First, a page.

As there is no governing statute that provides default rules where an unincorporated association does not have a constitution or where any approved governing document is silent on a particular governance matter, a well-drafted constitution is especially important. Organizations that choose to operate as unincorporated associations are well-advised to provide for a voting mechanism for fundamental changes so that one member cannot obstruct the decision-making of the entire group.
Property: Who Owns What and When?
Most Canadian banks will open an account for an unincorporated association and require only that the association provide documentation disclosing who has signing authority on behalf of the association. However, banks will not review the association's constating documents with a fine-tooth comb to make sure that members have adequately provided for procedures with respect to property. Therefore, circumstances can arise where an association holds property (i.e. cash in a bank account), but has not established an agreed upon process for how to manage it.
Unlike the members of non-profit corporations, the members of an unincorporated association jointly own its assets, but unlike the shareholders of for-profit corporations, their share is undivided. This means that the members of an unincorporated association have an interest in the property, but once they cease to be members, that interest reverts to the association. In this way, the property exists separate and apart from the members who own it. Therefore, without a clear voting mechanism on how to deal with property, a majority of members of an unincorporated association cannot divert the property of the association from the purposes that have been proclaimed in its constitution (if any) against the wishes of a minority (or even one) of its members.
A provision for what happens to the unincorporated association's property on dissolution is just as important as a voting mechanism to deal with such property. When constating documents do not provide for a dissolution procedure, a unanimous resolution of the members is required to approve the dissolution of the association and the manner in which its assets are distributed. The members may wish to distribute the assets to one or more charities or associations with similar purposes. However, as mentioned above, one member could prevent the others from doing so if a constitution is non-existent, does not deal with what happens on dissolution, and/or does not contain a clear voting mechanism.
If this gridlock persists and the association becomes dormant, a court may deem the association dissolved. In this case, upon dissolution, the assets may be subject to escheat by the Crown and the association's assets would become the property of the government.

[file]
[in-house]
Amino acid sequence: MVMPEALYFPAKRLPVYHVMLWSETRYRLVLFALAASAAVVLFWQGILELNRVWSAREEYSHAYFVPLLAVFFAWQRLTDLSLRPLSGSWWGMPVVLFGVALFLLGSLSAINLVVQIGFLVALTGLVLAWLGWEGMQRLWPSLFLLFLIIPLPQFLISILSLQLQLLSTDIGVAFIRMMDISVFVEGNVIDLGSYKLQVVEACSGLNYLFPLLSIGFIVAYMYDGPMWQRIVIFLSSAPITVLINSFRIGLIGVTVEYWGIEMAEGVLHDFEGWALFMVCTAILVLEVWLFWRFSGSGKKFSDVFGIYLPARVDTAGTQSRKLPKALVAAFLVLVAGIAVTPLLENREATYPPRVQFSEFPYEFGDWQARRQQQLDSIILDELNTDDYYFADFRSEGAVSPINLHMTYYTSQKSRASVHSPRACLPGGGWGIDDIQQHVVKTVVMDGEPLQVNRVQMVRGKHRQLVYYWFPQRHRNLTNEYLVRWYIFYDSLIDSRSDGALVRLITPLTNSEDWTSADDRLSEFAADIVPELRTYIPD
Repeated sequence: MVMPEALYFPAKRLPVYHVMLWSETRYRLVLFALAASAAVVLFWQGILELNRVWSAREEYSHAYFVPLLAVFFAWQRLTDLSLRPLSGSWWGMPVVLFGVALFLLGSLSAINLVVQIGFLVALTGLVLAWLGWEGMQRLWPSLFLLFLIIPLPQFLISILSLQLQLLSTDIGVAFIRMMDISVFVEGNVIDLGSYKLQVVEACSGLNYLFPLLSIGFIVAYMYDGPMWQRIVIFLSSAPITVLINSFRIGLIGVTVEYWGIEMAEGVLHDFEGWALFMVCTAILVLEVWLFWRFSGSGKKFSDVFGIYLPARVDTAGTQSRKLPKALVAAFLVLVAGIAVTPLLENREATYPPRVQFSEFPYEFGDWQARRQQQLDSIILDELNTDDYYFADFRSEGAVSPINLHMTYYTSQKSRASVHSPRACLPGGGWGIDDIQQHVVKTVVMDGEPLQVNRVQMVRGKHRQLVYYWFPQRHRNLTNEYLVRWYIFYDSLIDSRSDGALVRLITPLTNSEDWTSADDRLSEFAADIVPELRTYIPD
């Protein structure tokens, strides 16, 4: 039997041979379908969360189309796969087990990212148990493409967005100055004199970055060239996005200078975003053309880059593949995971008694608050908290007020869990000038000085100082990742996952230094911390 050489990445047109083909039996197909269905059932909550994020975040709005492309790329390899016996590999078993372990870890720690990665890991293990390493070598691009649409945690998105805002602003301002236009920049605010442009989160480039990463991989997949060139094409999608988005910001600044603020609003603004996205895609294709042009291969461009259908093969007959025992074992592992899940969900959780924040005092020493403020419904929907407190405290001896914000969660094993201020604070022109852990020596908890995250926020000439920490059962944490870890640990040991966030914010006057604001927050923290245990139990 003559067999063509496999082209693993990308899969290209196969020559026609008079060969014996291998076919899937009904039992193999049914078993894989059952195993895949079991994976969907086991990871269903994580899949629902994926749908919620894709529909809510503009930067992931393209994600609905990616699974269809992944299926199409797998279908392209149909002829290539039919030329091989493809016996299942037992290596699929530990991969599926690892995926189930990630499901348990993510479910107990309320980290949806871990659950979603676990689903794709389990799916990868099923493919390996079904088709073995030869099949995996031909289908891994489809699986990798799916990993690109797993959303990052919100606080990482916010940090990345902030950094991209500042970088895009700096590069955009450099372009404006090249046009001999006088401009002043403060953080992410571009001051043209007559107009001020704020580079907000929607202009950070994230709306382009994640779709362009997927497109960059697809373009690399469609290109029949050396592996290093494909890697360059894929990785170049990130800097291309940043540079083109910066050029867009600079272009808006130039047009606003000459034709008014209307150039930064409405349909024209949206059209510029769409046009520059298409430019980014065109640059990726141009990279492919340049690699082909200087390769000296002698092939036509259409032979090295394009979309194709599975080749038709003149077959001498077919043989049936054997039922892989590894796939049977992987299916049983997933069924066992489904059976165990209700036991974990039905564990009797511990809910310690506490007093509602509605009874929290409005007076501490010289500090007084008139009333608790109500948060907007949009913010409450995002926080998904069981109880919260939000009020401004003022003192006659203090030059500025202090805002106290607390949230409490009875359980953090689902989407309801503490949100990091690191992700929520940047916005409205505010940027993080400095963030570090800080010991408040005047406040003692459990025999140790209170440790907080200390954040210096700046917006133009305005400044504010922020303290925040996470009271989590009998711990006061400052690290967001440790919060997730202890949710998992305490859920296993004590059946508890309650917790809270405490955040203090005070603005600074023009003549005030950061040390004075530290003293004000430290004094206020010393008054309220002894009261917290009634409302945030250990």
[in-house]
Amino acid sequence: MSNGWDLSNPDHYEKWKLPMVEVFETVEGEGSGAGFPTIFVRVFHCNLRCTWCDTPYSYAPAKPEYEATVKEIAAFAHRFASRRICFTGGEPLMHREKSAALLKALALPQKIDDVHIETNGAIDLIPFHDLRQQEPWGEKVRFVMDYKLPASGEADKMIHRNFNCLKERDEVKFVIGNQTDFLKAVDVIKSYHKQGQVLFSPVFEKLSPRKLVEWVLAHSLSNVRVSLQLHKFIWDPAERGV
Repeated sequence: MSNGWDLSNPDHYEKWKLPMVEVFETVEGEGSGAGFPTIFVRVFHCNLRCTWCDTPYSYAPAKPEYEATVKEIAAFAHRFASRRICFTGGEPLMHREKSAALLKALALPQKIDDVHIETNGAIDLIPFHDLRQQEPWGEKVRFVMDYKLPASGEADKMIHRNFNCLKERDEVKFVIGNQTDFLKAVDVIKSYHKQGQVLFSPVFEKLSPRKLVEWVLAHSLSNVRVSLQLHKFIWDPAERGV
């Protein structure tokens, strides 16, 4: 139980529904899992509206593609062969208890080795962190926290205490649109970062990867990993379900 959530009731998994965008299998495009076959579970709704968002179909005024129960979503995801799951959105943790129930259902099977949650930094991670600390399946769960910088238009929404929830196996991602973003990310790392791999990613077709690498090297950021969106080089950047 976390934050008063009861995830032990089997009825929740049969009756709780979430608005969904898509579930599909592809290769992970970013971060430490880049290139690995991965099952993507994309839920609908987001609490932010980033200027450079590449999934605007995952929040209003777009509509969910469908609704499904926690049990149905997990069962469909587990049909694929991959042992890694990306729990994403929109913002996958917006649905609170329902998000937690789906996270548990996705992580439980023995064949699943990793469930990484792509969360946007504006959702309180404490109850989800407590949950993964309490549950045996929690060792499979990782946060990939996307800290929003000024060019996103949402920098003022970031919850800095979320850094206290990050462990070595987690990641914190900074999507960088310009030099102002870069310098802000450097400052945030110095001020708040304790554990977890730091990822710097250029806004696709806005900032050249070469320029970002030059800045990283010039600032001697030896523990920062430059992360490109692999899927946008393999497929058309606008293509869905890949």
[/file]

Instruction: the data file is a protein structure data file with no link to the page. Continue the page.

By-Law Best Practices
A well-drafted by-law or constitution (if abided by) facilitates governance. Since, legally, an unincorporated association is nothing more than a group of members, it is important to know exactly who those members are and how they will make decisions.
It follows that the by-laws or constitution of an unincorporated association should contain at a minimum:
- The purposes of the organization;
- The classes of membership and conditions of membership;
- The membership dues payable (if any);
- If membership dues are payable, the consequences of non-payment;
- The circumstances in which membership will be terminated;
- Member discipline procedures, including grounds for expulsion, the relevant notice periods and the appeal process, if any;
- The requisite notice for meetings of members;
- Whether there will be a board in place to make decisions in the interim between members' meetings and the scope of its power; and
- A provision dealing with how the by-law may be amended or how fundamental decisions may be effected (note: something less than full consensus is likely most practical).
Although flexible in structure and low in cost, unincorporated associations have many drawbacks that can be avoided easily by incorporation. For a small association, such as a community book club, incorporation is likely more trouble than it is worth. However, an association that is anticipated to grow and hold property or other assets (even membership dues) should consider incorporating earlier rather than later. Any organization, whether incorporated or not, is advised to have well-drafted constating documents to enable it to run smoothly and efficiently. A member of Miller Thomson's Social Impact Group would be pleased to assist you in taking the necessary steps to incorporate your organization and prepare strong governance documents.
The content of this article is intended to provide a general guide to the subject matter. Specialist advice should be sought about your specific circumstances.